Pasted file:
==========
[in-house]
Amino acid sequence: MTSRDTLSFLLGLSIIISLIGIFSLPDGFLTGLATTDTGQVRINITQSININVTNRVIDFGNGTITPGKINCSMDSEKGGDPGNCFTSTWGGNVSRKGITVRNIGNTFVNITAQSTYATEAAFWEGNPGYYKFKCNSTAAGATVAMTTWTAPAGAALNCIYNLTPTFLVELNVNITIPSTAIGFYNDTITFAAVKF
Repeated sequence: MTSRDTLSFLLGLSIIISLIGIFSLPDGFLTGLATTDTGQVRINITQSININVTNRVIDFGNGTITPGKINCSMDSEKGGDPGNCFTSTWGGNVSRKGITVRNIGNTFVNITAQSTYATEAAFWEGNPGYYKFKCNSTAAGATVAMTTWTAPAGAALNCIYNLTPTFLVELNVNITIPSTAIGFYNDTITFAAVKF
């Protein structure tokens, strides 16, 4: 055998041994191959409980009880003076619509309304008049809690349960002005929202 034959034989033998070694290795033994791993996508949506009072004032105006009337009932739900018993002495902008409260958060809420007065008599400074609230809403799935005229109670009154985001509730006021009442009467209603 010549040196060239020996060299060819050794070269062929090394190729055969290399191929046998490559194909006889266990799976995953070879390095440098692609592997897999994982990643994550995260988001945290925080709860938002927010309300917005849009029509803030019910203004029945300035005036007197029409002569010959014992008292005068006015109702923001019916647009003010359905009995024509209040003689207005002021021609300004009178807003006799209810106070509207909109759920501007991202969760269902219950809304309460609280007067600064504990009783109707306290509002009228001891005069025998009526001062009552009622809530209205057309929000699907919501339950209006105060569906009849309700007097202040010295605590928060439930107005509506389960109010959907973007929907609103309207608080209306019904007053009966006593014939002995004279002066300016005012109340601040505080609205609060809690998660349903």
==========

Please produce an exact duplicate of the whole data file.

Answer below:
[in-house]
Amino acid sequence: MTSRDTLSFLLGLSIIISLIGIFSLPDGFLTGLATTDTGQVRINITQSININVTNRVIDFGNGTITPGKINCSMDSEKGGDPGNCFTSTWGGNVSRKGITVRNIGNTFVNITAQSTYATEAAFWEGNPGYYKFKCNSTAAGATVAMTTWTAPAGAALNCIYNLTPTFLVELNVNITIPSTAIGFYNDTITFAAVKF
Repeated sequence: MTSRDTLSFLLGLSIIISLIGIFSLPDGFLTGLATTDTGQVRINITQSININVTNRVIDFGNGTITPGKINCSMDSEKGGDPGNCFTSTWGGNVSRKGITVRNIGNTFVNITAQSTYATEAAFWEGNPGYYKFKCNSTAAGATVAMTTWTAPAGAALNCIYNLTPTFLVELNVNITIPSTAIGFYNDTITFAAVKF
């Protein structure tokens, strides 16, 4: 055998041994191959409980009880003076619509309304008049809690349960002005929202 034959034989033998070694290795033994791993996508949506009072004032105006009337009932739900018993002495902008409260958060809420007065008599400074609230809403799935005229109670009154985001509730006021009442009467209603 010549040196060239020996060299060819050794070269062929090394190729055969290399191929046998490559194909006889266990799976995953070879390095440098692609592997897999994982990643994550995260988001945290925080709860938002927010309300917005849009029509803030019910203004029945300035005036007197029409002569010959014992008292005068006015109702923001019916647009003010359905009995024509209040003689207005002021021609300004009178807003006799209810106070509207909109759920501007991202969760269902219950809304309460609280007067600064504990009783109707306290509002009228001891005069025998009526001062009552009622809530209205057309929000699907919501339950209006105060569906009849309700007097202040010295605590928060439930107005509506389960109010959907973007929907609103309207608080209306019904007053009966006593014939002995004279002066300016005012109340601040505080609205609060809690998660349903």